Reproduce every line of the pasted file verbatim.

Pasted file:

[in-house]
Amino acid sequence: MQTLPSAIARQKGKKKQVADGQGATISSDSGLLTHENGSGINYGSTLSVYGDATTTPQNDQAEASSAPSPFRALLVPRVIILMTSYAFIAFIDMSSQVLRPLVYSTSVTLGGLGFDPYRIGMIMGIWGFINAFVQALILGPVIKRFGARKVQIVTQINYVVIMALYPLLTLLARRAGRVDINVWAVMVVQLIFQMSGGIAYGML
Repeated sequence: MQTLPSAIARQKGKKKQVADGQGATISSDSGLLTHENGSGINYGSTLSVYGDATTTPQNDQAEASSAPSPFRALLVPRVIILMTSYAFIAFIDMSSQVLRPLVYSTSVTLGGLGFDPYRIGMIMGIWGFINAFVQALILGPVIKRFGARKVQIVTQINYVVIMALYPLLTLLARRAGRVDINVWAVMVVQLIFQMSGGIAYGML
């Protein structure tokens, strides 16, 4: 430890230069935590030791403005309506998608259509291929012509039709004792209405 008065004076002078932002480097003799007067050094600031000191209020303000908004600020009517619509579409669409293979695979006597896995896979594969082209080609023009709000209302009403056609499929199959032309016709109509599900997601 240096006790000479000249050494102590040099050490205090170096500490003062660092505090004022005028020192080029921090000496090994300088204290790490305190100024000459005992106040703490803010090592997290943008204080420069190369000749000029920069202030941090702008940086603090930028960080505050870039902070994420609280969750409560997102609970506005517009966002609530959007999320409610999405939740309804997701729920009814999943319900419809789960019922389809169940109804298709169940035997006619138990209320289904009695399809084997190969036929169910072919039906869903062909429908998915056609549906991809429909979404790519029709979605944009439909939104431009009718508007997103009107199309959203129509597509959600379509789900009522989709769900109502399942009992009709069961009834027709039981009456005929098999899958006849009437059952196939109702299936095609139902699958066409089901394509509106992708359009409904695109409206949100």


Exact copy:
[in-house]
Amino acid sequence: MQTLPSAIARQKGKKKQVADGQGATISSDSGLLTHENGSGINYGSTLSVYGDATTTPQNDQAEASSAPSPFRALLVPRVIILMTSYAFIAFIDMSSQVLRPLVYSTSVTLGGLGFDPYRIGMIMGIWGFINAFVQALILGPVIKRFGARKVQIVTQINYVVIMALYPLLTLLARRAGRVDINVWAVMVVQLIFQMSGGIAYGML
Repeated sequence: MQTLPSAIARQKGKKKQVADGQGATISSDSGLLTHENGSGINYGSTLSVYGDATTTPQNDQAEASSAPSPFRALLVPRVIILMTSYAFIAFIDMSSQVLRPLVYSTSVTLGGLGFDPYRIGMIMGIWGFINAFVQALILGPVIKRFGARKVQIVTQINYVVIMALYPLLTLLARRAGRVDINVWAVMVVQLIFQMSGGIAYGML
């Protein structure tokens, strides 16, 4: 430890230069935590030791403005309506998608259509291929012509039709004792209405 008065004076002078932002480097003799007067050094600031000191209020303000908004600020009517619509579409669409293979695979006597896995896979594969082209080609023009709000209302009403056609499929199959032309016709109509599900997601 240096006790000479000249050494102590040099050490205090170096500490003062660092505090004022005028020192080029921090000496090994300088204290790490305190100024000459005992106040703490803010090592997290943008204080420069190369000749000029920069202030941090702008940086603090930028960080505050870039902070994420609280969750409560997102609970506005517009966002609530959007999320409610999405939740309804997701729920009814999943319900419809789960019922389809169940109804298709169940035997006619138990209320289904009695399809084997190969036929169910072919039906869903062909429908998915056609549906991809429909979404790519029709979605944009439909939104431009009718508007997103009107199309959203129509597509959600379509789900009522989709769900109502399942009992009709069961009834027709039981009456005929098999899958006849009437059952196939109702299936095609139902699958066409089901394509509106992708359009409904695109409206949100």